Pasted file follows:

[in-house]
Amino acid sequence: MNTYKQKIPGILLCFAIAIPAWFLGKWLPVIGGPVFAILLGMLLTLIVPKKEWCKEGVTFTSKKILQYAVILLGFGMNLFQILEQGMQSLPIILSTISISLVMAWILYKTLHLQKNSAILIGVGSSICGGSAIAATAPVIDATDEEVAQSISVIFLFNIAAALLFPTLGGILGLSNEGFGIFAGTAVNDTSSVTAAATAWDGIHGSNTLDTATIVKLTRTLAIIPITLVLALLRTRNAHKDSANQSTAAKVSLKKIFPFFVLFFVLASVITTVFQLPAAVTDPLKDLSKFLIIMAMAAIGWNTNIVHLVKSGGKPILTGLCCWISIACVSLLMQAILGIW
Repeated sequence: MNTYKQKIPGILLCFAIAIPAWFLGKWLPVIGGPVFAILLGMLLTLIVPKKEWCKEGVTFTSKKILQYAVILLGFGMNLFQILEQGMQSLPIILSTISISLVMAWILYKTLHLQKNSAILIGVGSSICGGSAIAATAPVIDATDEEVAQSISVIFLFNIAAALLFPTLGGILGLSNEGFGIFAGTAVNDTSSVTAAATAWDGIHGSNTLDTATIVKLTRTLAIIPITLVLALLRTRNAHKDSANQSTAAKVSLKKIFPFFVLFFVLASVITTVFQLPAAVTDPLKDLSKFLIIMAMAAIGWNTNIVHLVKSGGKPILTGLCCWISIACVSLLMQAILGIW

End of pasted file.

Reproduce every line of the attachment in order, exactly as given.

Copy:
[in-house]
Amino acid sequence: MNTYKQKIPGILLCFAIAIPAWFLGKWLPVIGGPVFAILLGMLLTLIVPKKEWCKEGVTFTSKKILQYAVILLGFGMNLFQILEQGMQSLPIILSTISISLVMAWILYKTLHLQKNSAILIGVGSSICGGSAIAATAPVIDATDEEVAQSISVIFLFNIAAALLFPTLGGILGLSNEGFGIFAGTAVNDTSSVTAAATAWDGIHGSNTLDTATIVKLTRTLAIIPITLVLALLRTRNAHKDSANQSTAAKVSLKKIFPFFVLFFVLASVITTVFQLPAAVTDPLKDLSKFLIIMAMAAIGWNTNIVHLVKSGGKPILTGLCCWISIACVSLLMQAILGIW
Repeated sequence: MNTYKQKIPGILLCFAIAIPAWFLGKWLPVIGGPVFAILLGMLLTLIVPKKEWCKEGVTFTSKKILQYAVILLGFGMNLFQILEQGMQSLPIILSTISISLVMAWILYKTLHLQKNSAILIGVGSSICGGSAIAATAPVIDATDEEVAQSISVIFLFNIAAALLFPTLGGILGLSNEGFGIFAGTAVNDTSSVTAAATAWDGIHGSNTLDTATIVKLTRTLAIIPITLVLALLRTRNAHKDSANQSTAAKVSLKKIFPFFVLFFVLASVITTVFQLPAAVTDPLKDLSKFLIIMAMAAIGWNTNIVHLVKSGGKPILTGLCCWISIACVSLLMQAILGIW